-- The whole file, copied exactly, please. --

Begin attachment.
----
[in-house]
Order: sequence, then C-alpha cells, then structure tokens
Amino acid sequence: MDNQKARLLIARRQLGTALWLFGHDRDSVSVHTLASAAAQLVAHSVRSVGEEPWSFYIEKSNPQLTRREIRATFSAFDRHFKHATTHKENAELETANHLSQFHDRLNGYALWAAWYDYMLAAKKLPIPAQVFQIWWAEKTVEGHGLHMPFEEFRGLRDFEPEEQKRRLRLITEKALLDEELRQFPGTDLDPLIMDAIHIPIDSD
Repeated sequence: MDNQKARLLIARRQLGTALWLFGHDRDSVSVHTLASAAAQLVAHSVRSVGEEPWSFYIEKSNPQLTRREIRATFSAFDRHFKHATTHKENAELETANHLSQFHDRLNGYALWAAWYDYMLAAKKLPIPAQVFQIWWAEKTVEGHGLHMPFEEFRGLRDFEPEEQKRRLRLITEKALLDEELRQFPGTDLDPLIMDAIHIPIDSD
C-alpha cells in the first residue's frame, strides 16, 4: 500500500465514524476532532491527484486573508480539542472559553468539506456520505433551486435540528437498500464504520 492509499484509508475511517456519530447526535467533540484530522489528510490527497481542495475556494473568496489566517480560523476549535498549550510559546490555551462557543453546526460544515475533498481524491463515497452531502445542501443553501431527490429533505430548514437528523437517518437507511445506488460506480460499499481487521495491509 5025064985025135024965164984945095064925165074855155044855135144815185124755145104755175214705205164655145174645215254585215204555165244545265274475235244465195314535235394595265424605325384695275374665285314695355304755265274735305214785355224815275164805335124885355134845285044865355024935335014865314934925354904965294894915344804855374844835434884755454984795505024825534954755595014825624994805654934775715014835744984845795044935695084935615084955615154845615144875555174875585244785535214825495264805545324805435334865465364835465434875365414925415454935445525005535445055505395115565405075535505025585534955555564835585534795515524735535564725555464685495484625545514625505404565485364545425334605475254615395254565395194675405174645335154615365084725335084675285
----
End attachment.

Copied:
[in-house]
Order: sequence, then C-alpha cells, then structure tokens
Amino acid sequence: MDNQKARLLIARRQLGTALWLFGHDRDSVSVHTLASAAAQLVAHSVRSVGEEPWSFYIEKSNPQLTRREIRATFSAFDRHFKHATTHKENAELETANHLSQFHDRLNGYALWAAWYDYMLAAKKLPIPAQVFQIWWAEKTVEGHGLHMPFEEFRGLRDFEPEEQKRRLRLITEKALLDEELRQFPGTDLDPLIMDAIHIPIDSD
Repeated sequence: MDNQKARLLIARRQLGTALWLFGHDRDSVSVHTLASAAAQLVAHSVRSVGEEPWSFYIEKSNPQLTRREIRATFSAFDRHFKHATTHKENAELETANHLSQFHDRLNGYALWAAWYDYMLAAKKLPIPAQVFQIWWAEKTVEGHGLHMPFEEFRGLRDFEPEEQKRRLRLITEKALLDEELRQFPGTDLDPLIMDAIHIPIDSD
C-alpha cells in the first residue's frame, strides 16, 4: 500500500465514524476532532491527484486573508480539542472559553468539506456520505433551486435540528437498500464504520 492509499484509508475511517456519530447526535467533540484530522489528510490527497481542495475556494473568496489566517480560523476549535498549550510559546490555551462557543453546526460544515475533498481524491463515497452531502445542501443553501431527490429533505430548514437528523437517518437507511445506488460506480460499499481487521495491509 5025064985025135024965164984945095064925165074855155044855135144815185124755145104755175214705205164655145174645215254585215204555165244545265274475235244465195314535235394595265424605325384695275374665285314695355304755265274735305214785355224815275164805335124885355134845285044865355024935335014865314934925354904965294894915344804855374844835434884755454984795505024825534954755595014825624994805654934775715014835744984845795044935695084935615084955615154845615144875555174875585244785535214825495264805545324805435334865465364835465434875365414925415454935445525005535445055505395115565405075535505025585534955555564835585534795515524735535564725555464685495484625545514625505404565485364545425334605475254615395254565395194675405174645335154615365084725335084675285